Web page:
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Ford Beebe
Jon Hall, Leon Errol, John Carradine
Writing Credits:
Bertram Millhauser

An eccentric scientist helps a fugitive from the law become invisible, unwittingly giving him the power to exact revenge on his former friends.

Rated NR

Aspect Ratio: 1.37:1
English DTS-HD MA Monaural
Supplements Subtitles:

Runtime: 77 min.
Price: $39.98
Release Date: 8/28/18
Available As Part of the “Invisible Man Complete Legacy Collection”

• None


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The Invisible Man's Revenge [Blu-Ray] (1944)

Reviewed by Colin Jacobson (January 29, 2019)

With 1944’s The Invisible Man’s Revenge, we get the fourth and final sequel to 1933’s The Invisible Man. Imprisoned as a murderous psychopath, Robert Griffin (Jon Hall) escapes and becomes a fugitive.

As he flees, Robert encounters Dr. Peter Drury (John Carradine), a scientist who invented an invisibility formula. Robert eagerly takes this to facilitate his ability to elude law enforcement and also to get his revenge on the Herrick family, a clan he believes cheated him.

From the 1933 Invisible Man through 1940’s Invisible Man Returns, 1940’s Invisible Woman and 1942’s Invisible Agent, each movie in the series featured a different transparent character – and a different lead actor.

That changes partially with Revenge, as Agent’s Jon Hall returns to play the see-through main role. However, in an odd choice, Revenge places Hall in a new part.

In Agent, Hall played the heroic Frank Raymond, a civilian who used the invisibility formula to battle Nazis. This makes his turn as the criminally insane Robert a pretty radical change, though the surname creates confusion.

Though his Agent role adopted the last name “Raymond”, we learn that he descends from Jack Griffin, the original Invisible Man, and that “Griffin” is his true surname. The decision to make the Revenge role another Griffin seems perplexing, as Robert is no relative to any of the prior films’ Griffins, and neither he nor anyone in his family created the invisibility formula.

If I ignore these odd casting and character name choices, I can appreciate Revenge as one of the more effective entries in the Invisible Man series. While it doesn’t ever quite excel, it brings us an intriguing enough tale to keep us with it.

Though it can feel like a throwback to Return of the Invisible Man. As I noted when I reviewed Agent, the first three sequels each managed to create its own unique story, but Revenge offers more than a few echoes of Return.

Despite these callbacks, I think Revenge manages to form its own tale to a decent degree, and its execution satisfies. Whereas Hall felt stiff and bland in Agent, he manages a bit more personality here, as he brings reasonable life to his morally questionable role.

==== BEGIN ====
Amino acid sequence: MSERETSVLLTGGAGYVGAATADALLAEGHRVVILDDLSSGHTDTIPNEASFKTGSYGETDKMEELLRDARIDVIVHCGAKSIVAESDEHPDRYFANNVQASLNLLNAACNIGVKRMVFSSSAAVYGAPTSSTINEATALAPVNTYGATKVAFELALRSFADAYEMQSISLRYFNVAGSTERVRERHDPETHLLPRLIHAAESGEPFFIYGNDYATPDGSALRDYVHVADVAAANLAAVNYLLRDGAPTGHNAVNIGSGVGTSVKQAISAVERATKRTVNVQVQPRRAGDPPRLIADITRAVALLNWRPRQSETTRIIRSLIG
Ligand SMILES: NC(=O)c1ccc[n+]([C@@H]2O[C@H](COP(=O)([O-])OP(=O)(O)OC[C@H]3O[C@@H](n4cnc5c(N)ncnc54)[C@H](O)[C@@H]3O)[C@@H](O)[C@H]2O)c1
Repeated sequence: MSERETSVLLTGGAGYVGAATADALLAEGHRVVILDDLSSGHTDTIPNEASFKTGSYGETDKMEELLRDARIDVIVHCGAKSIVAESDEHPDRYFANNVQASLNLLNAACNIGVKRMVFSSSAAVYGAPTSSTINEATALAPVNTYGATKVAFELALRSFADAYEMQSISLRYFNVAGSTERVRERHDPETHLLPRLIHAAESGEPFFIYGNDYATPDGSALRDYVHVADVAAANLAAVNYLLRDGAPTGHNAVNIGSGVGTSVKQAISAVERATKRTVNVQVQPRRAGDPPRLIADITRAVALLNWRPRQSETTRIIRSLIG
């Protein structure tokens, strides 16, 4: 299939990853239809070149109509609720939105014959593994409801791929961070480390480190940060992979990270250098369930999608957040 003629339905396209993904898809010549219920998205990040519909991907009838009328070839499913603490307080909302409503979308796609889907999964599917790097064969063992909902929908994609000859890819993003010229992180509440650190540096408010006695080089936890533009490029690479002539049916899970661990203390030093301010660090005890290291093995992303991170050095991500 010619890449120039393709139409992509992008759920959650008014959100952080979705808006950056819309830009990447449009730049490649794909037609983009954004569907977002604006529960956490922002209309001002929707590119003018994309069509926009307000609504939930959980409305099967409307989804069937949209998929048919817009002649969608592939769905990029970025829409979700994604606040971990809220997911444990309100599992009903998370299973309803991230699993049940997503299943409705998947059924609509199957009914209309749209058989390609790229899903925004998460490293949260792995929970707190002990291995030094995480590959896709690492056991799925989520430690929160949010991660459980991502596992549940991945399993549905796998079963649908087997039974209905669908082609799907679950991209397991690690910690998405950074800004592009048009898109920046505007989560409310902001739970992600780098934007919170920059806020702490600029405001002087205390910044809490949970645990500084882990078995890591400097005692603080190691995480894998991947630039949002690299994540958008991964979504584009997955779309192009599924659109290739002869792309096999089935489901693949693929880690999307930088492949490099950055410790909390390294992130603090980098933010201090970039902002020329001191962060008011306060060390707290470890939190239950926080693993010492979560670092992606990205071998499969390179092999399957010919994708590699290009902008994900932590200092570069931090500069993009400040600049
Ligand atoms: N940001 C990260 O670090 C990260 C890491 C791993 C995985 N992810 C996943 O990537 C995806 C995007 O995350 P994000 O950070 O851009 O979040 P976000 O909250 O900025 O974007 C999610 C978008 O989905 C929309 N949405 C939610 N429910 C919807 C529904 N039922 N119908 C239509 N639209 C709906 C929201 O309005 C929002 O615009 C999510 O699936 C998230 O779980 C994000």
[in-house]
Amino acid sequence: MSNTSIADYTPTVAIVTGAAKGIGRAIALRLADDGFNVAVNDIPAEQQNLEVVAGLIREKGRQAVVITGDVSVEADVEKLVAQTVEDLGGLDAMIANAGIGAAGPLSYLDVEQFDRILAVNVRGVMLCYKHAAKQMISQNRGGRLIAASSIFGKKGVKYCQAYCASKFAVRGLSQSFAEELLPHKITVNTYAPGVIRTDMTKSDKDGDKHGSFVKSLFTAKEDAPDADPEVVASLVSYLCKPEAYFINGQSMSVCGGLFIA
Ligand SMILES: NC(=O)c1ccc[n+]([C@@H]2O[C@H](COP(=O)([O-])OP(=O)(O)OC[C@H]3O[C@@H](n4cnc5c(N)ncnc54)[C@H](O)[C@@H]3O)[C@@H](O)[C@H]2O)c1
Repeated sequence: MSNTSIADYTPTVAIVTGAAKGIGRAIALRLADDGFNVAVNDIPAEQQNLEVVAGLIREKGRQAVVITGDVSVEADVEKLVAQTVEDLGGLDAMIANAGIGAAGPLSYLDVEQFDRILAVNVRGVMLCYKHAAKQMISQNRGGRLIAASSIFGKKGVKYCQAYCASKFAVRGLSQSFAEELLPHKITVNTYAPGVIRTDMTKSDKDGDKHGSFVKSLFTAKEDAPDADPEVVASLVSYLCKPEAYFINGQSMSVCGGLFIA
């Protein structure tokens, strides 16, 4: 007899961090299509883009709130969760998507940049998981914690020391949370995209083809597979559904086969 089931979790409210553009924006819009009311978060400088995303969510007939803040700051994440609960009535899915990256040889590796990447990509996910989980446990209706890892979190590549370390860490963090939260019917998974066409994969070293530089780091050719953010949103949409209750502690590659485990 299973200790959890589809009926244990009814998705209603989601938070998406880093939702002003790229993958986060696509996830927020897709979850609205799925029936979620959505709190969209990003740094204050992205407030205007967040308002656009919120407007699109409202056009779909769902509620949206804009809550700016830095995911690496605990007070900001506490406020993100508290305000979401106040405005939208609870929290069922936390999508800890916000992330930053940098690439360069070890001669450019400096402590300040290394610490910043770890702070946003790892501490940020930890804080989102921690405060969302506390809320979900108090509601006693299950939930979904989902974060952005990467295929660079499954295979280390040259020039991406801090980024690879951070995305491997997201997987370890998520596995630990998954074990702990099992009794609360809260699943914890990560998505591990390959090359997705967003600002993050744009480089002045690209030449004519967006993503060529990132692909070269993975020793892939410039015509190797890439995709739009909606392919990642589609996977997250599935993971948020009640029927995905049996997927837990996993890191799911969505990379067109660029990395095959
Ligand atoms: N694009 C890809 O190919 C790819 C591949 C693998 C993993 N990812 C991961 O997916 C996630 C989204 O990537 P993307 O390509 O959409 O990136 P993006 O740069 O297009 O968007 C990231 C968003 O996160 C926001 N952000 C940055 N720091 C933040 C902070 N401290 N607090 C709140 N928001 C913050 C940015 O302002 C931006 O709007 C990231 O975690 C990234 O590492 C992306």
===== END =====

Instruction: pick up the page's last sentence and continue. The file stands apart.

It comes as a surprise to find a story with few likable characters. How many movies of this sort posit psychopaths as the leads?

Not many, and hardly anyone else in Revenge earns our admiration. We spend our time with various selfish, nasty folks, a turn that gives Revenge a dark spin.

Nothing about Revenge offers real creative innovation, but it still works most of the time. A fairly taut thriller, it wraps up the franchise pretty well.

The Disc Grades: Picture B+/ Audio B/ Bonus F

The Invisible Man’s Revenge appears in an aspect ratio of approximately 1.37:1 on this Blu-ray Disc. This became a highly satisfying presentation.

Overall sharpness worked well, with only a smidgen of softness in a couple of wider shots. Most of the film boasted fine delineation and accuracy.

Neither jaggies nor moiré effects impacted the proceedings, and the presence of light grain meant it seemed unlikely that digital noise reduction came into play. Edge haloes remained absent and I saw no print flaws.

Blacks seemed deep and rich, while contrast gave the movie a fine silvery sheen. Low-light shots brought us nice smoothness and clarity. These Universal monster Blu-rays consistently excel and Revenge follows suit.

I felt the same about the high-quality DTS-HD MA monaural soundtrack, as it held up nicely for its age. Music and effects didn’t boast great range or punch, but both came across accurate enough and they lacked distortion or problems.

As usual for older recordings, speech came across as a little tinny, but the lines remained fairly concise and only a few spots of edginess occurred. The mix lacked hiss, noise or other problems. This turned into a more than acceptable mix for its era.

The Blu-ray includes no extras at all.

The final entry in the series, The Invisible Man’s Revenge feels less original than its predecessors. However, it executes its dark tale well and becomes an engaging thriller. The Blu-ray brings very good picture and satisfying audio but it lacks supplements. Revenge becomes a mostly involving story.

As of winter 2019, Invisible Man’s Revenge can’t be purchased on its own. It can be found as part of a six-film “Invisible Man Complete Legacy Collection”. In addition to Revenge, we find The Invisible Man, The Invisible Man Returns, Invisible Woman, Invisible Agent, and Abbott and Costello Meet the Invisible Man.

In addition, Revenge comes in the “Universal Monsters Complete 30-Film Collection”. It actually packages the Invisible Man set mentioned above with similar compilations for six other Universal Monsters.

Viewer Film Ratings: 3 Stars Number of Votes: 1
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